Commitment to democratic institutions

All relevant political and social actors, including the military, accept Chile’s democratic institutions as legitimate. A genuine debate over social, economic and political issues that could lead to the establishment of a new constitution has yet to occur, but deep agreement exists on the need to adhere to the existing institutional structure in the course of all reforms. There is thus strong instrumental consensus on basic procedures, but this consensus does not extend to shared values

5 | Political and Social Integration

Party system

Despite some signs of debilitation, Chile still has a somewhat stable, moderate party system with low fragmentation, low polarization and low voter volatility. It is comparatively highly institutionalized and strong in terms of policy formulation. However, citizens appear to be becoming disaffected with the Chilean party system. Though parties are still sufficiently anchored in society, popular consent levels and linkages with civil society have weakened in recent years. Data from Americas Barometer shows that Chilean political parties are among the most stable in the region, but also show the lowest levels of adhesion, participation and membership. In other words, parties are strong at the elite level, but show notable problems in terms of representation.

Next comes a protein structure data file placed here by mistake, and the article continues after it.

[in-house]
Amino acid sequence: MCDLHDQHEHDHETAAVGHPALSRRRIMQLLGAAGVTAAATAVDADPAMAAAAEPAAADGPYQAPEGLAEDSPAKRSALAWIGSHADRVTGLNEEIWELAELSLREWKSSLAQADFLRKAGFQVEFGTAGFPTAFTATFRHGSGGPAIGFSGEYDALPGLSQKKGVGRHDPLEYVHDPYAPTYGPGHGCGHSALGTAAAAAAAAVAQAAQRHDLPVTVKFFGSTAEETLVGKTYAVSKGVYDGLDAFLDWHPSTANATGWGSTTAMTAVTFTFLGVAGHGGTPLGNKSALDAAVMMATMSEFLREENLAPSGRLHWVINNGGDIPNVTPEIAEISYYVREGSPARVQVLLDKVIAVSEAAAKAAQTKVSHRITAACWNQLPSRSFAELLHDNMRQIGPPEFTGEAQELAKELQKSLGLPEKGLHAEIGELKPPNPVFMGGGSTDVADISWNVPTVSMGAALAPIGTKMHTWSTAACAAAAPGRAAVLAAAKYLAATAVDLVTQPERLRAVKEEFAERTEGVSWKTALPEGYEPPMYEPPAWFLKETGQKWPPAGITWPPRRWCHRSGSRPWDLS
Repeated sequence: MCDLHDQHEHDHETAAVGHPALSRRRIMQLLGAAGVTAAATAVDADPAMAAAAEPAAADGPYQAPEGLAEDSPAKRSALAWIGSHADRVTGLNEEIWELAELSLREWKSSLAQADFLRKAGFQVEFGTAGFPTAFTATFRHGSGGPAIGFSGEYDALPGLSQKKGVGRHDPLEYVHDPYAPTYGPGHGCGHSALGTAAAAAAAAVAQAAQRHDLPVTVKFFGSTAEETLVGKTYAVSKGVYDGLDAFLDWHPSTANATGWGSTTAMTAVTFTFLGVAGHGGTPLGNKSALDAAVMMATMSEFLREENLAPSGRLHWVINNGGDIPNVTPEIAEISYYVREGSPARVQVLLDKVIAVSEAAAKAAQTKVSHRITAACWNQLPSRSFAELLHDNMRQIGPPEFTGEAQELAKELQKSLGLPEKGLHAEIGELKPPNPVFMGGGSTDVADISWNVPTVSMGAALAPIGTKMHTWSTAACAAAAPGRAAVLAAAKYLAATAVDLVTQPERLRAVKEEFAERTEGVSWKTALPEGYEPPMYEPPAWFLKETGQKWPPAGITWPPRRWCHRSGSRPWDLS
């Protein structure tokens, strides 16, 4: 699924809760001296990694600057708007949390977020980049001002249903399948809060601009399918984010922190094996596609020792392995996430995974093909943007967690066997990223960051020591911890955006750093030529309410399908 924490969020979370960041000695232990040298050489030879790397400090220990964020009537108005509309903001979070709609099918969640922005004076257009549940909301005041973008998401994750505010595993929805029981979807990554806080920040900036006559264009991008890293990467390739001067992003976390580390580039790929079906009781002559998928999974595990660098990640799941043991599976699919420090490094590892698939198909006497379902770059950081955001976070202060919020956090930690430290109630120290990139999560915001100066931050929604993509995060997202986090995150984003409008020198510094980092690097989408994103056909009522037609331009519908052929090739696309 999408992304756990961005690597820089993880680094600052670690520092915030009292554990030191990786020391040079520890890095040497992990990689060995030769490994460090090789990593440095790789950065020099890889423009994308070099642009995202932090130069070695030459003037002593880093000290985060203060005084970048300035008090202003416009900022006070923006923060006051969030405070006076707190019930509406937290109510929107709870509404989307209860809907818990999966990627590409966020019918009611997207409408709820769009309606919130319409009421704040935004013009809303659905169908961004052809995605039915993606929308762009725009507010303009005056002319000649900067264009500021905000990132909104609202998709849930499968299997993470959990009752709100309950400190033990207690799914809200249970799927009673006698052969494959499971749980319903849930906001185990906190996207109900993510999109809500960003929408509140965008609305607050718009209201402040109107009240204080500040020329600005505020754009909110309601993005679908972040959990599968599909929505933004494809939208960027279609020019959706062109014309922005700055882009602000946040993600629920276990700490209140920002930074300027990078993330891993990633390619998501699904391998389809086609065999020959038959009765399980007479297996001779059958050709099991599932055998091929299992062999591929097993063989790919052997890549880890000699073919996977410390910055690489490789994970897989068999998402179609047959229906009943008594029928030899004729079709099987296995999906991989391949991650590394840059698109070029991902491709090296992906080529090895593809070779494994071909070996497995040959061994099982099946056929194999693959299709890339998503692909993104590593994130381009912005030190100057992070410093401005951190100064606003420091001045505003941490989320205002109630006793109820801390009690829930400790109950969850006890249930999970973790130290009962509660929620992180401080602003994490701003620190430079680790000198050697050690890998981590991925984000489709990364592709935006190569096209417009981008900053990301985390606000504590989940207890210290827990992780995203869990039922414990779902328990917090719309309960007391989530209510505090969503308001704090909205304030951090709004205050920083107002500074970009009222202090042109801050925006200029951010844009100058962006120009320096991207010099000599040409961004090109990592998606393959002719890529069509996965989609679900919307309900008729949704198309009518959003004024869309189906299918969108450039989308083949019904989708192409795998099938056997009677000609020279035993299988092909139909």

The party system still reflects the political power constellation of the late-1980s democratic transition, when the two party blocs were formed. Though in principle Chile has a multiparty system, the electoral system induces it to operate as a two-party system, as parties are forced to form alliances in order to gain representation in Congress. One of the alliances is formed by center-left parties – the Christian Democratic Party (Partido Demócrata Cristiano, PDC), the Party for Democracy (Partido por la Democracia, PPD), the Radical Social Democratic Party (Partido Radical Social Demócrata, PRSD) and the Socialist Party (Partido Socialista, PS) – and is called the Coalition of Parties for Democracy (Concertación de Partidos por la Democracia). The Concertación served as the ruling coalition from the reinstatement of democracy in 1990 until March 2010. The other party bloc, the Alliance for Chile (Alianza por Chile), consists in large part of the Independent Democratic Union (Unión Demócrata Independiente, UDI), the hard right wing party that was closely allied to Pinochet, and to a lesser extent the more democratic National Renovation (Renovación Nacional, RN) party of President Piñera. The structuring of the electoral system has largely de facto excluded the Communist Party (PC), the Humanist Party and other groups of the left from representation in Congress. In the 2009 parliamentary elections, the PC for the first time formed part of the Concertación and was able to obtain three seats in the lower chamber.